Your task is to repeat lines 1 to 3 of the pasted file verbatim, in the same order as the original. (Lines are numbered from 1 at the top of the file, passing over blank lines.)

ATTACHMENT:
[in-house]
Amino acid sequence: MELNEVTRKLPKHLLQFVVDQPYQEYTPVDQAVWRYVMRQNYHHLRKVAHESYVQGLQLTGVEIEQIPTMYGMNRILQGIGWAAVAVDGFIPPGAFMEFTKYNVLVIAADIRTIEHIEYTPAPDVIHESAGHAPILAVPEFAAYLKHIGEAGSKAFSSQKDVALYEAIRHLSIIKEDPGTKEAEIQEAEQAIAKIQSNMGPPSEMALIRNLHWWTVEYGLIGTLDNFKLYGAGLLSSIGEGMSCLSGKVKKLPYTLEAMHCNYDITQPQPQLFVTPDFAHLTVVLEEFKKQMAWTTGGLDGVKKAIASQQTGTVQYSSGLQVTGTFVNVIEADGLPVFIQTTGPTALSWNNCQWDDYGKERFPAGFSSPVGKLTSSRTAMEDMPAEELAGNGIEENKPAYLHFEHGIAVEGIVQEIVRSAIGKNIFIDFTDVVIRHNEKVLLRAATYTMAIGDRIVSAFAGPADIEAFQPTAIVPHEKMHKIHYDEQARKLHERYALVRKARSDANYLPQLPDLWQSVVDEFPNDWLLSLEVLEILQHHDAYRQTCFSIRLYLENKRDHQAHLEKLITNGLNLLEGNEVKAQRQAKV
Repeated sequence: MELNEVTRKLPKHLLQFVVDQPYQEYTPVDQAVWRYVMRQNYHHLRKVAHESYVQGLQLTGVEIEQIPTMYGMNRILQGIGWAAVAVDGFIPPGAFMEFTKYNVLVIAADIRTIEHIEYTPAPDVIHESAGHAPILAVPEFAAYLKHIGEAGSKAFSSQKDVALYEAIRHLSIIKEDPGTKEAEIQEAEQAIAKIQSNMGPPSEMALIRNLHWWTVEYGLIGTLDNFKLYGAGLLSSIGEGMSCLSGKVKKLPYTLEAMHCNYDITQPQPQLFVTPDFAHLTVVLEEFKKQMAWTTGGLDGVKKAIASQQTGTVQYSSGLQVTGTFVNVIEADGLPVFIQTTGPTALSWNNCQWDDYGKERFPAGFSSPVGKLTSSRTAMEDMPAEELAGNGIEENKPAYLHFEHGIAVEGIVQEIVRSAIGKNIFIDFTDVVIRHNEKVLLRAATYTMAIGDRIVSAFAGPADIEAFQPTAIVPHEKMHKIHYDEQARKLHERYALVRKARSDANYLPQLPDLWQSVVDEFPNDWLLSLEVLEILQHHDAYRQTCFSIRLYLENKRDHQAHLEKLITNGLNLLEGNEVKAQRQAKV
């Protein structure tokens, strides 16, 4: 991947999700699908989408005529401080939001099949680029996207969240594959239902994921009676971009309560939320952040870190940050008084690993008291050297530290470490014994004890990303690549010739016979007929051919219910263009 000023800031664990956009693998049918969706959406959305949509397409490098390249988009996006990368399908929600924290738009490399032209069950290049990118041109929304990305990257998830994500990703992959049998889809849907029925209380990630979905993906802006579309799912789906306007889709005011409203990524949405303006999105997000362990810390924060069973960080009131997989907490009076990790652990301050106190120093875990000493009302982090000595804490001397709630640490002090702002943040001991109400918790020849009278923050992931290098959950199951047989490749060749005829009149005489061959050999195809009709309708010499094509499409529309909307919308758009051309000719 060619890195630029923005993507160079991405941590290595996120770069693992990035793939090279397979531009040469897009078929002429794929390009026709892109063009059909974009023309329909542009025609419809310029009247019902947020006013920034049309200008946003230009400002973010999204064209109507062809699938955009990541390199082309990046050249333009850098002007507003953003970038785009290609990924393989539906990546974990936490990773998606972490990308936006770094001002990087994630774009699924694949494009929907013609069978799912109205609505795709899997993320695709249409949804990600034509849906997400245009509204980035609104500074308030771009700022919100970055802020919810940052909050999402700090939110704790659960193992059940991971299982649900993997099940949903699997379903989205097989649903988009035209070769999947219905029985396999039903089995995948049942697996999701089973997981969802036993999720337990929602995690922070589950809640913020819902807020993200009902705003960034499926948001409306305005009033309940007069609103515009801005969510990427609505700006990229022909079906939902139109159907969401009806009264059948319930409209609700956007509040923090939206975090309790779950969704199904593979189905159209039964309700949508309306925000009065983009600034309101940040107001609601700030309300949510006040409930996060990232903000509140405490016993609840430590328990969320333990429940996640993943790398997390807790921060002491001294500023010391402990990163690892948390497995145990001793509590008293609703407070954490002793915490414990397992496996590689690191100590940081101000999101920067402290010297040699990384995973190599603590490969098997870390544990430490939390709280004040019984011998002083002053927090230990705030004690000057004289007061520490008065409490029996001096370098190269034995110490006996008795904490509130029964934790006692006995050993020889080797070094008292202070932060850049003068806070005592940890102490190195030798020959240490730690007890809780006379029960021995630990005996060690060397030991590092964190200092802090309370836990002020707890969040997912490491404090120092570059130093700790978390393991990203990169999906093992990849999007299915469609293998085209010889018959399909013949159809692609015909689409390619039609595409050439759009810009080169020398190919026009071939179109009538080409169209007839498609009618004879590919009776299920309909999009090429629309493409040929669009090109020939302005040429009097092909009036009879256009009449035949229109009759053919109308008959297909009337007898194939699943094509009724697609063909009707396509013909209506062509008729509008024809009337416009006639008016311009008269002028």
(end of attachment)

[in-house]
Amino acid sequence: MELNEVTRKLPKHLLQFVVDQPYQEYTPVDQAVWRYVMRQNYHHLRKVAHESYVQGLQLTGVEIEQIPTMYGMNRILQGIGWAAVAVDGFIPPGAFMEFTKYNVLVIAADIRTIEHIEYTPAPDVIHESAGHAPILAVPEFAAYLKHIGEAGSKAFSSQKDVALYEAIRHLSIIKEDPGTKEAEIQEAEQAIAKIQSNMGPPSEMALIRNLHWWTVEYGLIGTLDNFKLYGAGLLSSIGEGMSCLSGKVKKLPYTLEAMHCNYDITQPQPQLFVTPDFAHLTVVLEEFKKQMAWTTGGLDGVKKAIASQQTGTVQYSSGLQVTGTFVNVIEADGLPVFIQTTGPTALSWNNCQWDDYGKERFPAGFSSPVGKLTSSRTAMEDMPAEELAGNGIEENKPAYLHFEHGIAVEGIVQEIVRSAIGKNIFIDFTDVVIRHNEKVLLRAATYTMAIGDRIVSAFAGPADIEAFQPTAIVPHEKMHKIHYDEQARKLHERYALVRKARSDANYLPQLPDLWQSVVDEFPNDWLLSLEVLEILQHHDAYRQTCFSIRLYLENKRDHQAHLEKLITNGLNLLEGNEVKAQRQAKV
Repeated sequence: MELNEVTRKLPKHLLQFVVDQPYQEYTPVDQAVWRYVMRQNYHHLRKVAHESYVQGLQLTGVEIEQIPTMYGMNRILQGIGWAAVAVDGFIPPGAFMEFTKYNVLVIAADIRTIEHIEYTPAPDVIHESAGHAPILAVPEFAAYLKHIGEAGSKAFSSQKDVALYEAIRHLSIIKEDPGTKEAEIQEAEQAIAKIQSNMGPPSEMALIRNLHWWTVEYGLIGTLDNFKLYGAGLLSSIGEGMSCLSGKVKKLPYTLEAMHCNYDITQPQPQLFVTPDFAHLTVVLEEFKKQMAWTTGGLDGVKKAIASQQTGTVQYSSGLQVTGTFVNVIEADGLPVFIQTTGPTALSWNNCQWDDYGKERFPAGFSSPVGKLTSSRTAMEDMPAEELAGNGIEENKPAYLHFEHGIAVEGIVQEIVRSAIGKNIFIDFTDVVIRHNEKVLLRAATYTMAIGDRIVSAFAGPADIEAFQPTAIVPHEKMHKIHYDEQARKLHERYALVRKARSDANYLPQLPDLWQSVVDEFPNDWLLSLEVLEILQHHDAYRQTCFSIRLYLENKRDHQAHLEKLITNGLNLLEGNEVKAQRQAKV